Baku-based designer Faig Ahmed combines traditional Azerbaijani rugs with technological glitches in his collection of contemporary rugs. Oriental rugs have a firm, centuries-deep place in Afghan, Armenian, Azerbaijani, Indian, Pakistani and Persian traditions.
In 2010, the “traditional art of Azerbaijani carpet weaving” was inscribed into UNESCO’s Intangible Cultural Heritage Lists. Now, Ahmed is throwing a spanner in the works and weaving contemporary art into the Oriental tradition.
The artist bleeds digital art into the traditional carpets – pixels, swirls and colours melt into the intricately patterned designs of the traditional rugs and carpets. His tapestries often escape their rectangular boundaries and drip onto the floor. To create the digital imagery, Ahmed superimposes digital patterns onto traditional weaving compositions
The carpet is a symbol of the invincible tradition of the East, it’s a visualisation of an undestroyable icon.” – Faig Ahmed.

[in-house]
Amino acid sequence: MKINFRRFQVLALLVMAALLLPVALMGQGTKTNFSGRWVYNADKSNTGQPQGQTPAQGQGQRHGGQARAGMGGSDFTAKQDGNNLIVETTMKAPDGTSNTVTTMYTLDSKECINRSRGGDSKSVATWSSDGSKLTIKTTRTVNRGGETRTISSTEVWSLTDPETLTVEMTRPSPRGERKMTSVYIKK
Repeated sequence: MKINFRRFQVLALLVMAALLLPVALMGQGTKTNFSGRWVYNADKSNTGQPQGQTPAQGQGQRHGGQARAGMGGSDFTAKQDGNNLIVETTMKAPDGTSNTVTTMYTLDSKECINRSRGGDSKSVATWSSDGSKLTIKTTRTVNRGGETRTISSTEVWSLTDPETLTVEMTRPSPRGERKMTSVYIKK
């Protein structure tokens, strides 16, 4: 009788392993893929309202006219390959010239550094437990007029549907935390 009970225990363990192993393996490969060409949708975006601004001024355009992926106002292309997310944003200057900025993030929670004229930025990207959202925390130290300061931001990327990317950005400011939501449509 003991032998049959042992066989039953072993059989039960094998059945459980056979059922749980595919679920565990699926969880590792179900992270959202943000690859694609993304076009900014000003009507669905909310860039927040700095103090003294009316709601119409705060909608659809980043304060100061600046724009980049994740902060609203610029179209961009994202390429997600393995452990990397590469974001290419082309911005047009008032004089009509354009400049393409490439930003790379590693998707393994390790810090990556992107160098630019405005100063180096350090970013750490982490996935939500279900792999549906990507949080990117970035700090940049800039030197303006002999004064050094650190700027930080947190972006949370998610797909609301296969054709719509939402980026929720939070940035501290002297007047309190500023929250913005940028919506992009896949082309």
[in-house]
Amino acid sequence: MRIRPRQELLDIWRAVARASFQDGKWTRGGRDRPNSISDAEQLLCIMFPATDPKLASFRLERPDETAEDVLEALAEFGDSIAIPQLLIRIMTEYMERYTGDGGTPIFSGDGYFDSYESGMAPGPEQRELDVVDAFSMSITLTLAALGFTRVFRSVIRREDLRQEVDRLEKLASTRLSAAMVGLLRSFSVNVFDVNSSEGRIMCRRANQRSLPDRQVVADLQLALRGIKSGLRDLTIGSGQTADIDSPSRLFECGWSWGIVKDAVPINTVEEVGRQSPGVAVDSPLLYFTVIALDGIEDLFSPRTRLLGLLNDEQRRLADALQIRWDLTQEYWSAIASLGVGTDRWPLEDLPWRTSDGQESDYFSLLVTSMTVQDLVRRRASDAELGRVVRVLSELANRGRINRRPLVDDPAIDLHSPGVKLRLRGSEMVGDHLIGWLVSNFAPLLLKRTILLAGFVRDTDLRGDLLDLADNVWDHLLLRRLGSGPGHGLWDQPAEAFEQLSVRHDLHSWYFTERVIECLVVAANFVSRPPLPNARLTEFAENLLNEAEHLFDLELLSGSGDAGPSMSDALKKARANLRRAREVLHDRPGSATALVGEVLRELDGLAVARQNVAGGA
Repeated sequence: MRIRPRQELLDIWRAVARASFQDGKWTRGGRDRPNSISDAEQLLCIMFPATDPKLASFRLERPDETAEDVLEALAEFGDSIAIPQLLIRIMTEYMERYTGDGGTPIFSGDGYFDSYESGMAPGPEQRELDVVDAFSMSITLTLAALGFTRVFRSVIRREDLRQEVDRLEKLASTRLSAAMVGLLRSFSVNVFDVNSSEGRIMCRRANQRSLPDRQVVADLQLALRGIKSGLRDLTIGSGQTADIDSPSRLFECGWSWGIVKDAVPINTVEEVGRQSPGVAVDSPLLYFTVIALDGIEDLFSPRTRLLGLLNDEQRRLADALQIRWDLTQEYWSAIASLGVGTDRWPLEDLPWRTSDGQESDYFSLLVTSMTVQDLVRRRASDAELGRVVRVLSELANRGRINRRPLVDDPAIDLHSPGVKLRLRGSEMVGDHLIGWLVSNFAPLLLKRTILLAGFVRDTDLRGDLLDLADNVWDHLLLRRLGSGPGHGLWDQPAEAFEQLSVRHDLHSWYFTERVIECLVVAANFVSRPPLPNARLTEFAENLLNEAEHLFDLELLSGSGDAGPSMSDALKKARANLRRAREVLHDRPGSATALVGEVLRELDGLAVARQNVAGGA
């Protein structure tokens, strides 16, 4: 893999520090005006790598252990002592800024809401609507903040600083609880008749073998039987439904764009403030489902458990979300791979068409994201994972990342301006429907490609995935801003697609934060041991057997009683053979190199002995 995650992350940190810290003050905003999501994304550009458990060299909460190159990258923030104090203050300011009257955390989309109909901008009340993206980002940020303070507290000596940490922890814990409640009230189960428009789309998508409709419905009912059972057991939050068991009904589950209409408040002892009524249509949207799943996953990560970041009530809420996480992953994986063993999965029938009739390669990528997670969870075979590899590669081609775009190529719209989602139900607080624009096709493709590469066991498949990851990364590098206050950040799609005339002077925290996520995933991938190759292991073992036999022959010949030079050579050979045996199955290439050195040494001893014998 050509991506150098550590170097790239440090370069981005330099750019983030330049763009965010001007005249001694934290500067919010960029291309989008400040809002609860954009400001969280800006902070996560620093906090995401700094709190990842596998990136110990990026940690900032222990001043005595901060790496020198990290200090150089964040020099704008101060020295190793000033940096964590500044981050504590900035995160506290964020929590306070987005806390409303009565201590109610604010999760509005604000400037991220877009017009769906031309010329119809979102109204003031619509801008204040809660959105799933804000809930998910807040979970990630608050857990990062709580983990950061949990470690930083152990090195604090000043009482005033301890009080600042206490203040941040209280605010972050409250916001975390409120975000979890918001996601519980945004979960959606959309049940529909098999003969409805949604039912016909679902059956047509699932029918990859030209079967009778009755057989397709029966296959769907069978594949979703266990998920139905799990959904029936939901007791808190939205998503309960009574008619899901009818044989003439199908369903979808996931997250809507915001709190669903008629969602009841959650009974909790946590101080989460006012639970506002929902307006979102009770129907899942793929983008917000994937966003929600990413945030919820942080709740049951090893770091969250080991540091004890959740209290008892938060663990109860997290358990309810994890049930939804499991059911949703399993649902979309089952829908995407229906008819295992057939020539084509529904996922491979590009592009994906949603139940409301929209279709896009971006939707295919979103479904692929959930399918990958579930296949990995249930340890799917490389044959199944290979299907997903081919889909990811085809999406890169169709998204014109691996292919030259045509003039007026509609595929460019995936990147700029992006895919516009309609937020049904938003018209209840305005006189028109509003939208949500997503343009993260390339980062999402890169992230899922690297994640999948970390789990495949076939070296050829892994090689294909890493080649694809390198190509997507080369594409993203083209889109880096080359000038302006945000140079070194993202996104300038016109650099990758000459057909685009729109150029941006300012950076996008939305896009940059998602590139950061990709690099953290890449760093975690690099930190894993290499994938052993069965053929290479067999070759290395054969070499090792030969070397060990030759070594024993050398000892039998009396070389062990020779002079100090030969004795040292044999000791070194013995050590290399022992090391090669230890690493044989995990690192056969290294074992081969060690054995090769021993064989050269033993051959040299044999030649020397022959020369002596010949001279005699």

After Ahmed graduated from the Sculpture faculty at the Azerbaijan State Academy of Fine Art in Baku in 2004, he focussed predominantly on painting, video, and installation. Now, the artist has been subverting tradition and reinventing how we all look at carpets. Instead of rugs being a domestic object, Ahmed’s reconstruction transforms the rugs into artwork and modern sculpture to be exhibited in galleries and admired.
“I’m changing habitual and visually static objects and making them spatial, giving them a new depth,” Ahmed wrote in his artist’s statements. “And this reveals the essence of this object – the object that was mediocre just a minute ago.”
Images via Faig Ahmed